In a surprising twist, my decades-long stance against exercise has come to an end. I’ve dug up the motivation — from where, I have no idea — to wake up before sunrise and hurl my body into a pool for an extended period of loosely choreographed struggle (AKA “exercise”). Because I’m apparently what old media publications call a “millennial” (I’m thirty-one, TIME magazine!), my motivation to exercise comes almost exclusively from social media validation. Yes, I started an Instagram account where I take elaborate locker room selfies and pair them with self-deprecating jokes, because millennial.
Yesterday while swimming, I came up with the idea to take two pictures of myself and merge them together as a swim-based homage to the superhero Multiple Man. I pulled the picture off — although it’s not being posted here because while I don’t think a picture of me in a Speedo is exactly NSFW, it’s definitely VAFW (Very Awkward For Work).
Anyway — last night when I clicked on the #MultipleMan Instagram tag that I put in the caption, a whole world of emotion came crashing into my brain. I loved Jamie Madrox. Or I still do love Madrox — it’s kinda hard to tell. For a long time, Madrox the Multiple Man was my accept-no-substitutes favorite comic book character. Clicking on that Instagram tag brought it all back to me through the comic book covers, ’90s trading cards, action figures and cosplay contained within. And yes, I am a little annoyed that an Insane Clown Posse-tangential rapper has basically co-opted the #Madrox tag.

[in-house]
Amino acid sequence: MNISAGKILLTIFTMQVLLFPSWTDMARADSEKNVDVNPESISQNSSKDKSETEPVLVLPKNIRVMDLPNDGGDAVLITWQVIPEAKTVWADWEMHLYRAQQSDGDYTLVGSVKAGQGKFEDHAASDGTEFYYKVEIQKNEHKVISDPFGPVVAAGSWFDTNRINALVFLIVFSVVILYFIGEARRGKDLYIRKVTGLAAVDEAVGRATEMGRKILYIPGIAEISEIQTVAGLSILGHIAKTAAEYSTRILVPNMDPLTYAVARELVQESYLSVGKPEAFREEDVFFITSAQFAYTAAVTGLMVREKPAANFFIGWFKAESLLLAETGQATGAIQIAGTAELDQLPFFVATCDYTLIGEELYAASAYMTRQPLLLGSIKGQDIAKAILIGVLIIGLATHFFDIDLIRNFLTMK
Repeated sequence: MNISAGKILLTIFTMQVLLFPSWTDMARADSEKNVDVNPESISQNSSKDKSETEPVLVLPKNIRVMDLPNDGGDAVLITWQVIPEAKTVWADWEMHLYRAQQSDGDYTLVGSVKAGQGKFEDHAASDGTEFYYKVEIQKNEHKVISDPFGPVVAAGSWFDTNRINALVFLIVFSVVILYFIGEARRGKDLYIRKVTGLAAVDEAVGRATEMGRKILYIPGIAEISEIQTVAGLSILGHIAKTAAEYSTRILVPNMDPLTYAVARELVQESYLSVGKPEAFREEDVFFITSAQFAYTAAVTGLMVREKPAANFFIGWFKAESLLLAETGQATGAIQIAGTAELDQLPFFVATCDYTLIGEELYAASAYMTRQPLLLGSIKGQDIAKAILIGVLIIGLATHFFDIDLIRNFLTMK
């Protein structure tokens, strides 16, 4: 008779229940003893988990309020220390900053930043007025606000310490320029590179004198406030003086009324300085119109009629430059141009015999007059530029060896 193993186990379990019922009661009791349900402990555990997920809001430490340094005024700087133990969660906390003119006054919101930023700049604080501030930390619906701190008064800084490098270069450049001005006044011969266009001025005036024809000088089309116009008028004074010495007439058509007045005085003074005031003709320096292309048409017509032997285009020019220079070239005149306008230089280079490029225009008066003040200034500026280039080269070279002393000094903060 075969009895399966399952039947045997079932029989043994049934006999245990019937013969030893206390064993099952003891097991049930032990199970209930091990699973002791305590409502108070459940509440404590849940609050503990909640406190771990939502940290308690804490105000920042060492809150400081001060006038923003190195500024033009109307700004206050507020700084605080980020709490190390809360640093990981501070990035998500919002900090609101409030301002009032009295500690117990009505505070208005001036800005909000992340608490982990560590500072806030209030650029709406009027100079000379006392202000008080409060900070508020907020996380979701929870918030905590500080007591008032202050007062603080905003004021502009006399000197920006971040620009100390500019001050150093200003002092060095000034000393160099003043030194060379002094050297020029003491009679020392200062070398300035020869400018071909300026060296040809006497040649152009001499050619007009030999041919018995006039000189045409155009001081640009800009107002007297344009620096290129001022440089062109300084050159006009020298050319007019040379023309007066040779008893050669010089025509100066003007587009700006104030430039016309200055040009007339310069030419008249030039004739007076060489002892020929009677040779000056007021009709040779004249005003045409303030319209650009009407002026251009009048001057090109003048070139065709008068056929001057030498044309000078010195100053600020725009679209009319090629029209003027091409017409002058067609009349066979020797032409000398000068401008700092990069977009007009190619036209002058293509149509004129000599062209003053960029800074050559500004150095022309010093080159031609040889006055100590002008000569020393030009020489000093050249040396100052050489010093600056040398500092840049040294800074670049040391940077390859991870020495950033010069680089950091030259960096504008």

But what happened between Multiple Man and me? I realized that I haven’t seen a character that was one of my absolute favorites in almost exactly two years, not since the end of “X-Factor.” I haven’t even thought about him much since then. Guys, this bummed me out.
“X-Factor” #71 and #74 were among the first comics I got as a kid back in early 1993, and that stretch of issues by Peter David and Larry Stroman quickly redefined what I thought superhero comics could be. They were funny. They were weird. I was so taken with this funny and weird this group of government-sponsored C-List superheroes that nine-year-old me created an audio book of “X-Factor” #74. I performed all the parts and did all the sound effects — having comic books instead of friends was actually fun sometimes.
Of all the principle players in “X-Factor” (Havok, Polaris, Quicksilver, Wolfsbane, Strong Guy and Madrox), the wisecracking Multiple Man stood out to me. Multiple Man spent his first “X-Factor” issue pranking his teammates with a trick jar of mayonnaise. He spent the rest of David’s initial “X-Factor” run being gently teased and underestimated by his peers, laughing all of that off with self-deprecating humor; that basically describes the character arc of my life. I got Multiple Man and now that I’m recounting all this as an adult, I think I still get Multiple Man.